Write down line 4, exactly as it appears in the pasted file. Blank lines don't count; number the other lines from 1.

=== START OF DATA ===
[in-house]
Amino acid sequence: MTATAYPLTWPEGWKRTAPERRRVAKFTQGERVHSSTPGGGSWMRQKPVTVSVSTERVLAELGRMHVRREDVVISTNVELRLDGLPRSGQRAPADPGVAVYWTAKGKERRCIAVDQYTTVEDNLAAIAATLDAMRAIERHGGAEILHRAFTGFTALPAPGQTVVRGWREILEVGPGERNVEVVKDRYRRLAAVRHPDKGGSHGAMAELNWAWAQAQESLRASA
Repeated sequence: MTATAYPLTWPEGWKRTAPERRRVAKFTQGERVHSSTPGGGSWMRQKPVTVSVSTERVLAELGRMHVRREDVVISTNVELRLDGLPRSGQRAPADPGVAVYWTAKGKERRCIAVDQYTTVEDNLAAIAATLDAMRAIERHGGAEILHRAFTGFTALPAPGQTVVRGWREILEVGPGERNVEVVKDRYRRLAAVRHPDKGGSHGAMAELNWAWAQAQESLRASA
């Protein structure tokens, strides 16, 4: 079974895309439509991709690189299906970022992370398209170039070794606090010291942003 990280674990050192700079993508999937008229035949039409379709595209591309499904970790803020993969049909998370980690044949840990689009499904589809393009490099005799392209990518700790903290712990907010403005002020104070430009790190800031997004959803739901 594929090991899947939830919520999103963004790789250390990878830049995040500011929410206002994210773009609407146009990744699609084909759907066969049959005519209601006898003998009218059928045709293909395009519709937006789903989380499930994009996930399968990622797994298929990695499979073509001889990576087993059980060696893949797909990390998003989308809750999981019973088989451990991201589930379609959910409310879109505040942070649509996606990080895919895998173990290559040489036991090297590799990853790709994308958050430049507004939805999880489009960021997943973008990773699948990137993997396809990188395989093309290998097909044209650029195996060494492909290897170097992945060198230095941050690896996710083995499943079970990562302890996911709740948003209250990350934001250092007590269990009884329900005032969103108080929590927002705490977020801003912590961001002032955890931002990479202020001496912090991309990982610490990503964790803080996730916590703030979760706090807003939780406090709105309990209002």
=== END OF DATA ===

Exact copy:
């Protein structure tokens, strides 16, 4: 079974895309439509991709690189299906970022992370398209170039070794606090010291942003 990280674990050192700079993508999937008229035949039409379709595209591309499904970790803020993969049909998370980690044949840990689009499904589809393009490099005799392209990518700790903290712990907010403005002020104070430009790190800031997004959803739901 594929090991899947939830919520999103963004790789250390990878830049995040500011929410206002994210773009609407146009990744699609084909759907066969049959005519209601006898003998009218059928045709293909395009519709937006789903989380499930994009996930399968990622797994298929990695499979073509001889990576087993059980060696893949797909990390998003989308809750999981019973088989451990991201589930379609959910409310879109505040942070649509996606990080895919895998173990290559040489036991090297590799990853790709994308958050430049507004939805999880489009960021997943973008990773699948990137993997396809990188395989093309290998097909044209650029195996060494492909290897170097992945060198230095941050690896996710083995499943079970990562302890996911709740948003209250990350934001250092007590269990009884329900005032969103108080929590927002705490977020801003912590961001002032955890931002990479202020001496912090991309990982610490990503964790803080996730916590703030979760706090807003939780406090709105309990209002």